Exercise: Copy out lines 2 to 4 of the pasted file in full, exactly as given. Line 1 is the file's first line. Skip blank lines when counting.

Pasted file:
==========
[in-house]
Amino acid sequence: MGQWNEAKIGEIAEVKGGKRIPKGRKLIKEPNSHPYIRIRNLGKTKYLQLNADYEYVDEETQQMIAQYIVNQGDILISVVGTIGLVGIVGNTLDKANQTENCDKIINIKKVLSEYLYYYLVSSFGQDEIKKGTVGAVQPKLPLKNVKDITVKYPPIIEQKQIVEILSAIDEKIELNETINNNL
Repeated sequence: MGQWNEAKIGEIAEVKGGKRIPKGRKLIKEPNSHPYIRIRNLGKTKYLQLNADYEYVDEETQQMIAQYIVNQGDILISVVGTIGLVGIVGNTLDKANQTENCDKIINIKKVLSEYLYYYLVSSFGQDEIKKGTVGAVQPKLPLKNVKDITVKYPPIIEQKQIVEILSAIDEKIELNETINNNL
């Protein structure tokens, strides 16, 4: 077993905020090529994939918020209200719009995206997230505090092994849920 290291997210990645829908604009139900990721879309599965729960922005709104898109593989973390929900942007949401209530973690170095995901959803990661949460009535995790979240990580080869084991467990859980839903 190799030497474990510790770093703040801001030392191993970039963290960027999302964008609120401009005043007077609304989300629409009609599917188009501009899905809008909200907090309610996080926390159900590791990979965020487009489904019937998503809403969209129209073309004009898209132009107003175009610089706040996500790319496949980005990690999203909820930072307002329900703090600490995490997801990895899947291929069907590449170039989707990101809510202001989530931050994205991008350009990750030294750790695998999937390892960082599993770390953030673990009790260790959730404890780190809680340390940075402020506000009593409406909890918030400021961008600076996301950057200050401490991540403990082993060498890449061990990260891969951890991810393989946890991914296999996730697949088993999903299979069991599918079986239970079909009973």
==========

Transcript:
Amino acid sequence: MGQWNEAKIGEIAEVKGGKRIPKGRKLIKEPNSHPYIRIRNLGKTKYLQLNADYEYVDEETQQMIAQYIVNQGDILISVVGTIGLVGIVGNTLDKANQTENCDKIINIKKVLSEYLYYYLVSSFGQDEIKKGTVGAVQPKLPLKNVKDITVKYPPIIEQKQIVEILSAIDEKIELNETINNNL
Repeated sequence: MGQWNEAKIGEIAEVKGGKRIPKGRKLIKEPNSHPYIRIRNLGKTKYLQLNADYEYVDEETQQMIAQYIVNQGDILISVVGTIGLVGIVGNTLDKANQTENCDKIINIKKVLSEYLYYYLVSSFGQDEIKKGTVGAVQPKLPLKNVKDITVKYPPIIEQKQIVEILSAIDEKIELNETINNNL
């Protein structure tokens, strides 16, 4: 077993905020090529994939918020209200719009995206997230505090092994849920 290291997210990645829908604009139900990721879309599965729960922005709104898109593989973390929900942007949401209530973690170095995901959803990661949460009535995790979240990580080869084991467990859980839903 190799030497474990510790770093703040801001030392191993970039963290960027999302964008609120401009005043007077609304989300629409009609599917188009501009899905809008909200907090309610996080926390159900590791990979965020487009489904019937998503809403969209129209073309004009898209132009107003175009610089706040996500790319496949980005990690999203909820930072307002329900703090600490995490997801990895899947291929069907590449170039989707990101809510202001989530931050994205991008350009990750030294750790695998999937390892960082599993770390953030673990009790260790959730404890780190809680340390940075402020506000009593409406909890918030400021961008600076996301950057200050401490991540403990082993060498890449061990990260891969951890991810393989946890991914296999996730697949088993999903299979069991599918079986239970079909009973």